prp Architects has today launched what it calls a 'visionary and radical masterplan' for the New Cross area of London in a bid to demonstrate how the principles of Lord Rogers' Urban Task Force report can be applied in practice.
The 'prototype' scheme - called New Cross City - has been put together for the Hyde Housing Association by prp and engineers Alan Baxter & Associates. The 30ha scheme involves a comprehensive regeneration of the run-down area, emphasising principles of sustainability, low car use, and mixed uses and tenures. Only by taking up such schemes - declaring New Cross an Urban Priority Zone as defined in the Rogers report could be a start - can the Government begin to tackle its targets of 60 per cent brownfield development for new housing, say the architects. And only by adopting such masterplans, they add, can the much-trumpeted requirement of 4.4 million new homes be tackled.
The notional scheme is 'a blueprint of how things could be' and promises 'a new heart for New Cross' in a leaflet on the proposals being sent to the public for their views. The masterplan includes: a virtually car-free environment with 'superb' public transport links and delivery services; a new town square, central park and high street; 100,000m2 of employment, retail and leisure uses, and 3600 new homes in a mix of urban forms and without segregation between tenure types. Each home would have Internet services and swipe-card entry for security and all have been designed to overlook parks or green areas. And prp has designed the high-density scheme so each home is within five minutes' walk of tube or train and 10 minutes from shops, schools, basic healthcare, sports facilities etc. Crucially, the plan envisages a management company jointly owned by a social landlord, local authority, local businesses, Goldsmiths College and residents. This would look after housing management, selling properties, street cleaning, maintenance and repairs, local roads, parking, lighting and dealing with anti-social behaviour. The architects have not costed the proposals but make a guess at £600 million, which they project would come from private and public sources.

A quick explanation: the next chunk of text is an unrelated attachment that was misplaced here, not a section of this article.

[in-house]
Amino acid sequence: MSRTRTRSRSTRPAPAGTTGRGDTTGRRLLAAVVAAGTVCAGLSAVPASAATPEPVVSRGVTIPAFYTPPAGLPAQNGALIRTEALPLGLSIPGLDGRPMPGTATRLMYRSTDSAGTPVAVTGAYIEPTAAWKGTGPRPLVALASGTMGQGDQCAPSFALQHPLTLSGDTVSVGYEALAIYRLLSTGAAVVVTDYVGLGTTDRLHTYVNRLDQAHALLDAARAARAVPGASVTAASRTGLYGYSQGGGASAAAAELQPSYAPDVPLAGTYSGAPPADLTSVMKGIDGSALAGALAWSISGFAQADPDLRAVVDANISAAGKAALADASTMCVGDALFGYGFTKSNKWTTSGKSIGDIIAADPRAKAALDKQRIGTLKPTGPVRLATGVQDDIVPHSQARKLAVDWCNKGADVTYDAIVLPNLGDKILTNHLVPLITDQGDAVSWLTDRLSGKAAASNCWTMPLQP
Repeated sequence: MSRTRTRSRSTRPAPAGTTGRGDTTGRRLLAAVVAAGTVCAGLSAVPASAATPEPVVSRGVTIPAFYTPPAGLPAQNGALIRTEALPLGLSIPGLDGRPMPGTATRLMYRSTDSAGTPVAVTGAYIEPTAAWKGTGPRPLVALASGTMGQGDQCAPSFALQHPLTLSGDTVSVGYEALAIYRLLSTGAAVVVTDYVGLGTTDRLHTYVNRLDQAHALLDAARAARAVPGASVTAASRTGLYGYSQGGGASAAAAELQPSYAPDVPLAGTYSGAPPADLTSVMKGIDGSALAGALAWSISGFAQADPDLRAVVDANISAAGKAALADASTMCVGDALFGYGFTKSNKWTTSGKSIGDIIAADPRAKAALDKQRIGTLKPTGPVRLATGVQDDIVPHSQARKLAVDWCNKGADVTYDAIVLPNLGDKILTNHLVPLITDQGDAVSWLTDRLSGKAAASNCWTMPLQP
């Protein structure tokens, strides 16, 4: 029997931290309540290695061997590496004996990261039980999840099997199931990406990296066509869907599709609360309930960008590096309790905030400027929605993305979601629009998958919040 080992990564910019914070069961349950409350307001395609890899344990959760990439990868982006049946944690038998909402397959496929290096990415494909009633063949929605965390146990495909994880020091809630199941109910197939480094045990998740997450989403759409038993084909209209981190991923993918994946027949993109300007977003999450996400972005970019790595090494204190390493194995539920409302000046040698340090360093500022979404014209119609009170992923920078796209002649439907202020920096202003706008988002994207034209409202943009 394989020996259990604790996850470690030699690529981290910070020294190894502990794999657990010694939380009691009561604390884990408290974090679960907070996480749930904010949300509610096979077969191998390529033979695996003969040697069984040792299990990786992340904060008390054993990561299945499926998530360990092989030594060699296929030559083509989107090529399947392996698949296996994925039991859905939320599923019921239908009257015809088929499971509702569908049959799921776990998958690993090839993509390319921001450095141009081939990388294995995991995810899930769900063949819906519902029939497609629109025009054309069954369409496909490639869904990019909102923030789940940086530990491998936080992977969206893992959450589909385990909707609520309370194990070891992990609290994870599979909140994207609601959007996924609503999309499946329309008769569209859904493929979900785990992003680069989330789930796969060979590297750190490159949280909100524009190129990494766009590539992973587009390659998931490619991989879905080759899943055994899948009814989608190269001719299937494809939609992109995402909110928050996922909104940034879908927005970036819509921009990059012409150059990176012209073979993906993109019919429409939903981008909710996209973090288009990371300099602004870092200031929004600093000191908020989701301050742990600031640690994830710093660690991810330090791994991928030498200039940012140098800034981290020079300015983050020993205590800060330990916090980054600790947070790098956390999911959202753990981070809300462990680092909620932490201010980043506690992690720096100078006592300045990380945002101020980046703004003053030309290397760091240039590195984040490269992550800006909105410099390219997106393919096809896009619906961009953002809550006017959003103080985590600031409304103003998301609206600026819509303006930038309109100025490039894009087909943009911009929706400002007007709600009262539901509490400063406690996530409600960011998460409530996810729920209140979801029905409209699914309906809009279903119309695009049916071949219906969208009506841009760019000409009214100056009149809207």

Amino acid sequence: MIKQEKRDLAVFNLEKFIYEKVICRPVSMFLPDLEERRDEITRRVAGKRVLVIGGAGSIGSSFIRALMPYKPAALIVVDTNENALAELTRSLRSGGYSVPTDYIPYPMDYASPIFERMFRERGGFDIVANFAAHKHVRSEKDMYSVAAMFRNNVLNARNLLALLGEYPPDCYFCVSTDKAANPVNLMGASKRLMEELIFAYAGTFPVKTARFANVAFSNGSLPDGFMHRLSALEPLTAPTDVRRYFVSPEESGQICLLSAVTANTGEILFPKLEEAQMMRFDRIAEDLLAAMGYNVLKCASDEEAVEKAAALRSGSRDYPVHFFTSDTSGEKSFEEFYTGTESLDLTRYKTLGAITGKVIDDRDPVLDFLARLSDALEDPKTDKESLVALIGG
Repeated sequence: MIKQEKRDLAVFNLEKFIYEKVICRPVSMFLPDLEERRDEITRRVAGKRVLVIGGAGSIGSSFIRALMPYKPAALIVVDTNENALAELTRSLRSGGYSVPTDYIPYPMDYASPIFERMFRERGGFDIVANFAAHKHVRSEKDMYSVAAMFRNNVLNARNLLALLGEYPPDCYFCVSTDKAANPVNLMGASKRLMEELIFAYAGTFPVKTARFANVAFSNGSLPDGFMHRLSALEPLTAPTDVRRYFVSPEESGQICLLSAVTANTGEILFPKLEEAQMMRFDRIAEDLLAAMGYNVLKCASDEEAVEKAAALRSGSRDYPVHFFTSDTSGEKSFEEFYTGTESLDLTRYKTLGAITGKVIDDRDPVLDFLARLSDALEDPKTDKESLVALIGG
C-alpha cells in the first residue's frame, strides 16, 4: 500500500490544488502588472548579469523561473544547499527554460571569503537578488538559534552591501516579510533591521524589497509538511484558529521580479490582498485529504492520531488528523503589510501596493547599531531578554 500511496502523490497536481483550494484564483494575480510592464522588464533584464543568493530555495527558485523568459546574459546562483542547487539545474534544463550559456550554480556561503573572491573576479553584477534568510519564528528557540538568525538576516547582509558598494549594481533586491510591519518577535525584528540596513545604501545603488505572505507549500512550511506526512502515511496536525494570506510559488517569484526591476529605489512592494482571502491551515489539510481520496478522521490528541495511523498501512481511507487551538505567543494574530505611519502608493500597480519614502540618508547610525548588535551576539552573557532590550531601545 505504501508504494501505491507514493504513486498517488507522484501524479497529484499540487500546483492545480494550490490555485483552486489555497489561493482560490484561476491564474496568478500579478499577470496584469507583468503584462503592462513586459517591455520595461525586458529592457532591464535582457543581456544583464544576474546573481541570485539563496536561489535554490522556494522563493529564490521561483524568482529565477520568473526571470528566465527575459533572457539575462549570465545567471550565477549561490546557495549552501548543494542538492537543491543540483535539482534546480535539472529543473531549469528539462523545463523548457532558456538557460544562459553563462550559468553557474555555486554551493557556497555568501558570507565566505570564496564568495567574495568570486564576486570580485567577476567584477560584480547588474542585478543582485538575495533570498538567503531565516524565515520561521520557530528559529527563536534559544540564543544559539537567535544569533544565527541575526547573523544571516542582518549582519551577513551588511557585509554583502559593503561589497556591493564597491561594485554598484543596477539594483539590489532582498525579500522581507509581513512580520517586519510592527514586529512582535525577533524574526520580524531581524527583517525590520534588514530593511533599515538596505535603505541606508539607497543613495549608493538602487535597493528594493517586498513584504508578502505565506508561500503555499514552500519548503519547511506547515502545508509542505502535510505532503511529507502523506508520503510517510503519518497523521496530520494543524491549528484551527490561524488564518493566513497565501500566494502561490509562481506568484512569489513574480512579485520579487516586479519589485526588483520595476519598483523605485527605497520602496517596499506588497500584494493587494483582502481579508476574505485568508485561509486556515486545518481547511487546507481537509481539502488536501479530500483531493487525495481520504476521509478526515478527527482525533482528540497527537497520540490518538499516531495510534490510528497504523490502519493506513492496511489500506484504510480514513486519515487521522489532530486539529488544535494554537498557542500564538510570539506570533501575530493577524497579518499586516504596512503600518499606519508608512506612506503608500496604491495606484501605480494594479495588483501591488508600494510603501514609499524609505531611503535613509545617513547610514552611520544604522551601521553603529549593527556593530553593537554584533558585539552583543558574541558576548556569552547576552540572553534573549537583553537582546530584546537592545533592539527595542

PRP architect Barry Munday said: 'We've done it as a stimulus to the debate, to test out Rogers and encourage central government to think about the implications. Our worry is that the Urban White Paper, which keeps getting delayed, is going to water down the Task Force findings. This is acting as a stimulus.'